It was 1952, and Alan Turing was about to reshape humanity’s understanding of biology.
In a landmark paper, the English mathematician introduced what became known as the Turing pattern – the notion that the dynamics of certain uniform systems could give rise to stable patterns when disturbed.
Such ‘order from disturbance’ has become the theoretical basis for all sorts of strange, repeated motifs seen in the natural world.
It was a good theory. So good, in fact, that decades later, scientists are still discovering stunning examples of it in unusual and exotic places: real-world Turing patterns brought to life in locales that Turing himself never had a chance to see.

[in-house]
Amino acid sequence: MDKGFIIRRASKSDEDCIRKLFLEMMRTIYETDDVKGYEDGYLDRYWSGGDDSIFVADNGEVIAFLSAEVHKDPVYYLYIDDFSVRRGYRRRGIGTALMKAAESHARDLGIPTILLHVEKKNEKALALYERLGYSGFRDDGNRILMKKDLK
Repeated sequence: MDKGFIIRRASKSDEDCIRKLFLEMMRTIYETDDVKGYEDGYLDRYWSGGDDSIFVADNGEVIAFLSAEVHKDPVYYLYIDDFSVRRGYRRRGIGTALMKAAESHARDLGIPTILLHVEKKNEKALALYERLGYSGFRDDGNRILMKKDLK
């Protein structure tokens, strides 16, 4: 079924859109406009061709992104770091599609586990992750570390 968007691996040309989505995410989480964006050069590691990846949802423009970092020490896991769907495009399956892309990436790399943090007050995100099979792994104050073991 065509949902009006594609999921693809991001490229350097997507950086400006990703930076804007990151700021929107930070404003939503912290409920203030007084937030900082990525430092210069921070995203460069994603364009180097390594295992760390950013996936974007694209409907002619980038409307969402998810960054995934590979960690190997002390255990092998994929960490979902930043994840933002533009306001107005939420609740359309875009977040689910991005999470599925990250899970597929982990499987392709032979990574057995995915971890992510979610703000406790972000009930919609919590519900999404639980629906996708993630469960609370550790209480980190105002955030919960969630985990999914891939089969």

The latest incarnation of this theoretical phenomenon turns out to be fairy circles – mysterious formations of desert grass that grow around distinctly circular patches of arid soil, first documented in the Namib desert of southern Africa. [Continue reading…]